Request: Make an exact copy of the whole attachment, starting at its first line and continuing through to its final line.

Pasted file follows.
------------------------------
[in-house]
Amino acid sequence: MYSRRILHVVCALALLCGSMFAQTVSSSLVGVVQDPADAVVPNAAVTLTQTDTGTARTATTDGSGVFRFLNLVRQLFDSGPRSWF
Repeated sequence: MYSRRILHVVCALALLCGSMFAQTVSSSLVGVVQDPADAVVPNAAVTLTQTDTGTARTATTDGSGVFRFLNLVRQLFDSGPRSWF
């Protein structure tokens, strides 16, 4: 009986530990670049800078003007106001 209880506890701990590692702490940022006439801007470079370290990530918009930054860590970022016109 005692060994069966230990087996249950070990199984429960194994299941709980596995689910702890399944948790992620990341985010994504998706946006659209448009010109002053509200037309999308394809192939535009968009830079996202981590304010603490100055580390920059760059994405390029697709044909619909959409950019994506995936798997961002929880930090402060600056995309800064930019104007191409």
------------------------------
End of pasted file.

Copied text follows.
[in-house]
Amino acid sequence: MYSRRILHVVCALALLCGSMFAQTVSSSLVGVVQDPADAVVPNAAVTLTQTDTGTARTATTDGSGVFRFLNLVRQLFDSGPRSWF
Repeated sequence: MYSRRILHVVCALALLCGSMFAQTVSSSLVGVVQDPADAVVPNAAVTLTQTDTGTARTATTDGSGVFRFLNLVRQLFDSGPRSWF
């Protein structure tokens, strides 16, 4: 009986530990670049800078003007106001 209880506890701990590692702490940022006439801007470079370290990530918009930054860590970022016109 005692060994069966230990087996249950070990199984429960194994299941709980596995689910702890399944948790992620990341985010994504998706946006659209448009010109002053509200037309999308394809192939535009968009830079996202981590304010603490100055580390920059760059994405390029697709044909619909959409950019994506995936798997961002929880930090402060600056995309800064930019104007191409």